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Q: What will happen if I’m arrested?

A: You can expect to be searched for weapons by the police and taken to a police station. You will be advised of your “Miranda Rights” which are rights established under the United States Constitution. You have the right to not answer any questions from the police and to have a lawyer present. You can immediately ask for an attorney to be present and once you do so, the police are no longer allowed to question you.

 

Q: What basic things should I remember if I’m arrested?

A: Once you have identified yourself, you may refuse to make any statement or discuss the case with anyone. On the other hand, you may choose to answer questions, sign papers, or take tests. Remember that any information you give voluntarily can be used as evidence against you in court. Law enforcement officers cannot use force or threaten you to make you answer questions and cannot offer leniency in exchange for any written or verbal statements.

 

Q: What if I’m arrested and can’t afford to hire a lawyer?

A: If you can’t afford a lawyer, the first thing to tell the court at your initial appearance is that you wish to have a lawyer appointed.

 

QHow soon after being arrested will I be allowed to appear before a judge?

A: After you are arrested and processed, you must be brought before a judge for an “initial appearance” within 24 hours.

 

Q: What is bail and when is it offered?

AThe purposes of bail and any conditions of release that are set by a judicial officer (judge) include:

  • Assuring the appearance of the accused
  • Protecting against the intimidation of witnesses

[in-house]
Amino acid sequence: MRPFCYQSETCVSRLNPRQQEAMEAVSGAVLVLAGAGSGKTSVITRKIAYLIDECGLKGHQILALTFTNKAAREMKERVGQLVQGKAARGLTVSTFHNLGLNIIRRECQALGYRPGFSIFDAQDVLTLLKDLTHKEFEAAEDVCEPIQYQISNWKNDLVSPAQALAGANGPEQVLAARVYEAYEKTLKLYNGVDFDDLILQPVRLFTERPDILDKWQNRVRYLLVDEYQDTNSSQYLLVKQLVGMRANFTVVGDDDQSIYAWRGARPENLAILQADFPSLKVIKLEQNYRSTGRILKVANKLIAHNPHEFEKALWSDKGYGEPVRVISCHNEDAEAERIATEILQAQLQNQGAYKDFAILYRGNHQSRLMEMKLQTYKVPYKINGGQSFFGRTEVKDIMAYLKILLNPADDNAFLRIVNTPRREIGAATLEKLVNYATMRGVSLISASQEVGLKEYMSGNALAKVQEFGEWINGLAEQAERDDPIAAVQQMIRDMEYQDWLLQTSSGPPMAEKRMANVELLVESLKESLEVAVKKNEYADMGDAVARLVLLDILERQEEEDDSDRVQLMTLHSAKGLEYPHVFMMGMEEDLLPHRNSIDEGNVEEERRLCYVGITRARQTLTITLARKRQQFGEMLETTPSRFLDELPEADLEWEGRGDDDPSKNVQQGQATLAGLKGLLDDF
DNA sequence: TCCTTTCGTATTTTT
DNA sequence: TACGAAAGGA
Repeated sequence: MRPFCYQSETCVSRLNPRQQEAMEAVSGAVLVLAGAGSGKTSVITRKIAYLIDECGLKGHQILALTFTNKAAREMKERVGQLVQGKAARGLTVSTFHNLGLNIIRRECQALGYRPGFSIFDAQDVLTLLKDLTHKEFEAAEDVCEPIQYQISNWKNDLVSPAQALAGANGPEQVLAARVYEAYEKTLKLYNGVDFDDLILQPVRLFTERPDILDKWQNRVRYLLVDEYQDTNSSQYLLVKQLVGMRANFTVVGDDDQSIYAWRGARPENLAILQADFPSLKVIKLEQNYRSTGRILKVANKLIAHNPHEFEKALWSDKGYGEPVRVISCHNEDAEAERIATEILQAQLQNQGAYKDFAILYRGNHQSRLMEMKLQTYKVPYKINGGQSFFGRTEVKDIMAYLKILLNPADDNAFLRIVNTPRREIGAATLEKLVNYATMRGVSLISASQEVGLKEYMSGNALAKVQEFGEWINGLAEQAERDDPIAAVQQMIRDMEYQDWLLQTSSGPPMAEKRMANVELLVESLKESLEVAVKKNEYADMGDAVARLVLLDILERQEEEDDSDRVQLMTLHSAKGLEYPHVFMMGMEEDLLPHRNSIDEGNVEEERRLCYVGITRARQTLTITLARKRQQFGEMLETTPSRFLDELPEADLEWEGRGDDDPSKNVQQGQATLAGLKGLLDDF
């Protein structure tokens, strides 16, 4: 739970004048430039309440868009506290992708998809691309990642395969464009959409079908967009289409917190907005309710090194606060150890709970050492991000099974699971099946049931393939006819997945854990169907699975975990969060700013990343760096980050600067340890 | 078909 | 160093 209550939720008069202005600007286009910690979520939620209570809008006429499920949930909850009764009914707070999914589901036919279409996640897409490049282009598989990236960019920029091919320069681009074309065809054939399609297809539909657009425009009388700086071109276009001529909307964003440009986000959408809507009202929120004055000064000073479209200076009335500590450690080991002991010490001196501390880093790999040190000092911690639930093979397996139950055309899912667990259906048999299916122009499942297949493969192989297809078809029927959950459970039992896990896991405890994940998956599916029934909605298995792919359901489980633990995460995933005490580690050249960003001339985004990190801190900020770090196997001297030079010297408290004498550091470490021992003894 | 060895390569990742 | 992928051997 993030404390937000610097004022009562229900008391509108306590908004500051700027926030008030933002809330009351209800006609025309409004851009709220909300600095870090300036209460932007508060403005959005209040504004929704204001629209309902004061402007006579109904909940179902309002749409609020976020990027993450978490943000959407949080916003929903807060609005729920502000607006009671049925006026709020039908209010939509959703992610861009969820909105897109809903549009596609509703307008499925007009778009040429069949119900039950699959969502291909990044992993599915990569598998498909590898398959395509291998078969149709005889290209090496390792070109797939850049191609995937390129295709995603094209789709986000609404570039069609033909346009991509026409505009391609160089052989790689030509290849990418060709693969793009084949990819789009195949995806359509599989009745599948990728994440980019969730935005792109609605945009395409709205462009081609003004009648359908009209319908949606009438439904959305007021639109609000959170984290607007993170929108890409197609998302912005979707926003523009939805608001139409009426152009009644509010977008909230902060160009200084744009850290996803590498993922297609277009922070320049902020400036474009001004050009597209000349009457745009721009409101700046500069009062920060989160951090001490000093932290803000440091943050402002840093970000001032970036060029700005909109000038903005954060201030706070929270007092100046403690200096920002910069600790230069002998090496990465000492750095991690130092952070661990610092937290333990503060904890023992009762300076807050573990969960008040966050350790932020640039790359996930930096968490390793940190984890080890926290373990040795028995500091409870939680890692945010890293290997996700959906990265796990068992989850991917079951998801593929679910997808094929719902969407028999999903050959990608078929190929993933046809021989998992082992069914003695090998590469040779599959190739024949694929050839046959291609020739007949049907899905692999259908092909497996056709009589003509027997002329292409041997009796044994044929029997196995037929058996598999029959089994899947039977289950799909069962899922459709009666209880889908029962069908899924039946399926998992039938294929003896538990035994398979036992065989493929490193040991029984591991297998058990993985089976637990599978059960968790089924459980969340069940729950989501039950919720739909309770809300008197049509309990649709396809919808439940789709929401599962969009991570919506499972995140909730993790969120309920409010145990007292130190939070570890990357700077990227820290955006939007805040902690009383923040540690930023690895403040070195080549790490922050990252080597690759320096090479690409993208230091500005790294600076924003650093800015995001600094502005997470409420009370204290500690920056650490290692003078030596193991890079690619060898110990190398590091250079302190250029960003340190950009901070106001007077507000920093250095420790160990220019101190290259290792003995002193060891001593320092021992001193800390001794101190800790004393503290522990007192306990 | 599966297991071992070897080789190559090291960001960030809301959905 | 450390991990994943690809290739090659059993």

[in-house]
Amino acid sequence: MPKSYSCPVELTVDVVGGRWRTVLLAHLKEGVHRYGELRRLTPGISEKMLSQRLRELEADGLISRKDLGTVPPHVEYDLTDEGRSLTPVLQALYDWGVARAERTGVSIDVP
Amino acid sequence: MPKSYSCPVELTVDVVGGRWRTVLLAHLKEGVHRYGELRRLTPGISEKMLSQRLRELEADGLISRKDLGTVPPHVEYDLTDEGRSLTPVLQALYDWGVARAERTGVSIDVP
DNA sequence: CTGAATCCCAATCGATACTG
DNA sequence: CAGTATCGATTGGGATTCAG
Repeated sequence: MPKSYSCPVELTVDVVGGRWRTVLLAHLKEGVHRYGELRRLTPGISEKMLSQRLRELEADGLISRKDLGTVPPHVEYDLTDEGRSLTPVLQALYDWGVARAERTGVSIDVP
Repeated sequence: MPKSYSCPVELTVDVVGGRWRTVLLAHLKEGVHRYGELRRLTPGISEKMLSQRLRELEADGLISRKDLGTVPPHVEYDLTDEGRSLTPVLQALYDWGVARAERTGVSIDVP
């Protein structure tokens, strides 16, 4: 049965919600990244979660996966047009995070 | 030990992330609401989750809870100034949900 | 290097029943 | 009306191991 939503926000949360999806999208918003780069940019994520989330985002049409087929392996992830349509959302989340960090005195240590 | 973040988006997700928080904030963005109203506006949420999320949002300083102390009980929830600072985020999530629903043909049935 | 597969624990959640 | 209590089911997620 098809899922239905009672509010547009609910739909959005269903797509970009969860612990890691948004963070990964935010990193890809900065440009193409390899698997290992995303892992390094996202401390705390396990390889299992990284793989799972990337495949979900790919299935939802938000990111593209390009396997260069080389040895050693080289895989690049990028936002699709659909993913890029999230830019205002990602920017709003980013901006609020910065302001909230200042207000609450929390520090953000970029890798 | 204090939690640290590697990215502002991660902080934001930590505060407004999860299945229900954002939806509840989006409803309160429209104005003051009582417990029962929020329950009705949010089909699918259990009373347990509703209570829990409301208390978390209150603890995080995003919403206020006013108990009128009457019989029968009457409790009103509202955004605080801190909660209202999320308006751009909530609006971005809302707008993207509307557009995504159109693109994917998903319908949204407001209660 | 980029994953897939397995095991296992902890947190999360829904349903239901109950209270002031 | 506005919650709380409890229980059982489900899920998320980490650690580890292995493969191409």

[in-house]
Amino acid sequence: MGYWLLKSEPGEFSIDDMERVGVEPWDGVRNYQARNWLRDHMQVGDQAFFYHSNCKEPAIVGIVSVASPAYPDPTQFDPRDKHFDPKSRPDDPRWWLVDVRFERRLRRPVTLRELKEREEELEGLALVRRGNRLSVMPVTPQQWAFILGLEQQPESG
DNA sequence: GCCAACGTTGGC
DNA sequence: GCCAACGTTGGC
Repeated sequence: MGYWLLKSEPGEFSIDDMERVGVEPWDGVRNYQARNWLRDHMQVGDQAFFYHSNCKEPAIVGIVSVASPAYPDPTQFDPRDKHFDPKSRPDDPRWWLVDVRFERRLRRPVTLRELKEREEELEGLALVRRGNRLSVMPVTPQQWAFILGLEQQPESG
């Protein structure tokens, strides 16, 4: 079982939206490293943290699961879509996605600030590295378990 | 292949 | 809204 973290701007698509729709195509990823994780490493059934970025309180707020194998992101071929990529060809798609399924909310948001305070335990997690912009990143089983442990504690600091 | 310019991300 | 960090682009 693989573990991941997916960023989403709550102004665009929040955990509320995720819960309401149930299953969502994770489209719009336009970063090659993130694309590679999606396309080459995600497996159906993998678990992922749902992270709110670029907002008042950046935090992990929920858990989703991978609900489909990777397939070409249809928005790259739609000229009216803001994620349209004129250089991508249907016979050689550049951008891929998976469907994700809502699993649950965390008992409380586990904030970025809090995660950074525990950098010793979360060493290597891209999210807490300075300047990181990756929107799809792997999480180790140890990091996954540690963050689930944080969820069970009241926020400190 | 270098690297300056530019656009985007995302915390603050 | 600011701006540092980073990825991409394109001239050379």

• Protecting the safety of the victim, and/or any other person or the community (A.R.S. §13-3961(B))

Unless the offense is one that falls within the exceptions set forth in the Arizona Constitution or statutes, a judge is to set bail (A.R.S. §13-3856).

 

Q: Is there a difference between state and federal crimes? Are federal crimes more serious?

AFederal crimes are not necessarily more serious. However, most federal crimes are felonies and are punishable by over one year’s imprisonment. Common federal crimes include:

  • Transporting a stolen vehicle across state lines
  • Making a false statement to the government with the intent to defraud 
  • Mailing items that are obscene
  • Transporting or importing drugs
  • Forgery of government checks
  • Possession of stolen mail and of items, such as credit cards, which have been stolen from the mail 
  • Robbery or burglary of a bank or savings and loan institution

In addition, the federal courts will punish violations of all state laws when committed on federal government property, such as a national park or a federal office building.

 

Q: Can a criminal record be sealed?

AYes, a record may be sealed either by law or by motion (Arizona Supreme Court Rule 123), but this is not automatic. A person convicted of a crime, either as a juvenile or an adult, has a criminal record for the rest of their life. Under some circumstances the juvenile adjudication may be set aside (A.R.S. §8-348), or the juvenile court and department of juvenile correction records may be destroyed (A.R.S. §8-349). Adults may also request to have their conviction set aside (A.R.S. §13-905). However, a record will still exist in the criminal justice system.

 

Laws may have changed since the last time this article was updated.  The current and most up-to-date laws can be accessed here.